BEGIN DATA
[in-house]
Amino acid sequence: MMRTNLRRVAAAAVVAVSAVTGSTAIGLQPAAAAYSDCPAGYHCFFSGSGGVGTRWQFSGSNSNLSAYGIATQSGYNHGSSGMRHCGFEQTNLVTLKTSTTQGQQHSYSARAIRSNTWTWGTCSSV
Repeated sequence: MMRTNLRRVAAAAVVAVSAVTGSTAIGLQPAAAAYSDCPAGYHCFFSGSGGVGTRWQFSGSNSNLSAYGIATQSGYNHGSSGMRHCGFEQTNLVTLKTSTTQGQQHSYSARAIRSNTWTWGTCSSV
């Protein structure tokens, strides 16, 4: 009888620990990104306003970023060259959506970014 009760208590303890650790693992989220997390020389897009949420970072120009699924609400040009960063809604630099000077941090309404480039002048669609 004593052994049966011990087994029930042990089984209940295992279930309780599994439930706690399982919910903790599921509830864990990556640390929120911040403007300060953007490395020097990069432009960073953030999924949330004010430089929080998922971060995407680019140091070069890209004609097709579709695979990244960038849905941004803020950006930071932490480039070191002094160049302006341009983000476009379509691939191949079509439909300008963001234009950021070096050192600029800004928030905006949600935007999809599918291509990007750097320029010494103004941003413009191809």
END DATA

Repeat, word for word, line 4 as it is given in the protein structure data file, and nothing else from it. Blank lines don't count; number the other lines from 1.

């Protein structure tokens, strides 16, 4: 009888620990990104306003970023060259959506970014 009760208590303890650790693992989220997390020389897009949420970072120009699924609400040009960063809604630099000077941090309404480039002048669609 004593052994049966011990087994029930042990089984209940295992279930309780599994439930706690399982919910903790599921509830864990990556640390929120911040403007300060953007490395020097990069432009960073953030999924949330004010430089929080998922971060995407680019140091070069890209004609097709579709695979990244960038849905941004803020950006930071932490480039070191002094160049302006341009983000476009379509691939191949079509439909300008963001234009950021070096050192600029800004928030905006949600935007999809599918291509990007750097320029010494103004941003413009191809």